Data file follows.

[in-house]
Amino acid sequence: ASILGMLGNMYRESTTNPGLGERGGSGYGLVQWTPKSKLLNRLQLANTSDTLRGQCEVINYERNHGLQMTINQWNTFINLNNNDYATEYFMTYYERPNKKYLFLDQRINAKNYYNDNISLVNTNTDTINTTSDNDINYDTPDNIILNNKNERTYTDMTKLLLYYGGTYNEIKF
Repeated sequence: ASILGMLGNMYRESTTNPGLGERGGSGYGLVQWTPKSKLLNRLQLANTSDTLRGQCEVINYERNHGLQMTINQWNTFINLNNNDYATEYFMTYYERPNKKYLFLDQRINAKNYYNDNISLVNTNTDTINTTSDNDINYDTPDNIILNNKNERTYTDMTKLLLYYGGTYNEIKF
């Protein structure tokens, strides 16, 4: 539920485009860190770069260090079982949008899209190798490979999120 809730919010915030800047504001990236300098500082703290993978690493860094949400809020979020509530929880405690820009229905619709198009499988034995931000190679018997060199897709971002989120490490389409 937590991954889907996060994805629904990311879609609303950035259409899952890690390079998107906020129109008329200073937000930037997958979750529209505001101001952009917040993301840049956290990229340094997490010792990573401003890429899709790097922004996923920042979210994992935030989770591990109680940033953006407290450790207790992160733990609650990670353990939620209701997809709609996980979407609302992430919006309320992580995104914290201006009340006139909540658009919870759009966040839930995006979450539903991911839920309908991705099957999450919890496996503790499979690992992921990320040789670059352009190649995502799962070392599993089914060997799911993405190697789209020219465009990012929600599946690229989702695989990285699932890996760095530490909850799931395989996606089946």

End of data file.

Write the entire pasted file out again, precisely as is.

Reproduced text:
[in-house]
Amino acid sequence: ASILGMLGNMYRESTTNPGLGERGGSGYGLVQWTPKSKLLNRLQLANTSDTLRGQCEVINYERNHGLQMTINQWNTFINLNNNDYATEYFMTYYERPNKKYLFLDQRINAKNYYNDNISLVNTNTDTINTTSDNDINYDTPDNIILNNKNERTYTDMTKLLLYYGGTYNEIKF
Repeated sequence: ASILGMLGNMYRESTTNPGLGERGGSGYGLVQWTPKSKLLNRLQLANTSDTLRGQCEVINYERNHGLQMTINQWNTFINLNNNDYATEYFMTYYERPNKKYLFLDQRINAKNYYNDNISLVNTNTDTINTTSDNDINYDTPDNIILNNKNERTYTDMTKLLLYYGGTYNEIKF
């Protein structure tokens, strides 16, 4: 539920485009860190770069260090079982949008899209190798490979999120 809730919010915030800047504001990236300098500082703290993978690493860094949400809020979020509530929880405690820009229905619709198009499988034995931000190679018997060199897709971002989120490490389409 937590991954889907996060994805629904990311879609609303950035259409899952890690390079998107906020129109008329200073937000930037997958979750529209505001101001952009917040993301840049956290990229340094997490010792990573401003890429899709790097922004996923920042979210994992935030989770591990109680940033953006407290450790207790992160733990609650990670353990939620209701997809709609996980979407609302992430919006309320992580995104914290201006009340006139909540658009919870759009966040839930995006979450539903991911839920309908991705099957999450919890496996503790499979690992992921990320040789670059352009190649995502799962070392599993089914060997799911993405190697789209020219465009990012929600599946690229989702695989990285699932890996760095530490909850799931395989996606089946």